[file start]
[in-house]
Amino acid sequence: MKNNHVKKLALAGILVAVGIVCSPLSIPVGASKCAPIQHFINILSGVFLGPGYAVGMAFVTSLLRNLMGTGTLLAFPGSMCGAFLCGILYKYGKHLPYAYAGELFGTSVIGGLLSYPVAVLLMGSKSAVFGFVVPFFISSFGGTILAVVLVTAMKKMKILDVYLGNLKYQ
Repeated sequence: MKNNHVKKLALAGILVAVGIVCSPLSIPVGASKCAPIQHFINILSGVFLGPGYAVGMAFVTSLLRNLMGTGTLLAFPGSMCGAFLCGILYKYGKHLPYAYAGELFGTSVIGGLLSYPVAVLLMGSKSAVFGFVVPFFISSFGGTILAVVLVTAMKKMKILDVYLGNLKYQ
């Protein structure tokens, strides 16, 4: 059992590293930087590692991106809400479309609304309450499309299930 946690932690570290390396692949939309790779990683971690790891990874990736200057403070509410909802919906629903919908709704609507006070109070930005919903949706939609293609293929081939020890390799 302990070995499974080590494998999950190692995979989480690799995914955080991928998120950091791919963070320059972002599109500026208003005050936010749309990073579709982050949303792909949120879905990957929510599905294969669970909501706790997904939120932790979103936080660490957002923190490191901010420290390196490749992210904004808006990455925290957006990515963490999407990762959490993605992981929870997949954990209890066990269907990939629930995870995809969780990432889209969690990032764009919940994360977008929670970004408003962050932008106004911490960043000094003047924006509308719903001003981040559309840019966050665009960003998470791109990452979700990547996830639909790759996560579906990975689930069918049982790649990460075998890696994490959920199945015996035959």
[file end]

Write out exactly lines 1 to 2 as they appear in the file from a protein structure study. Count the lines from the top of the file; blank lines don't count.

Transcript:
[in-house]
Amino acid sequence: MKNNHVKKLALAGILVAVGIVCSPLSIPVGASKCAPIQHFINILSGVFLGPGYAVGMAFVTSLLRNLMGTGTLLAFPGSMCGAFLCGILYKYGKHLPYAYAGELFGTSVIGGLLSYPVAVLLMGSKSAVFGFVVPFFISSFGGTILAVVLVTAMKKMKILDVYLGNLKYQ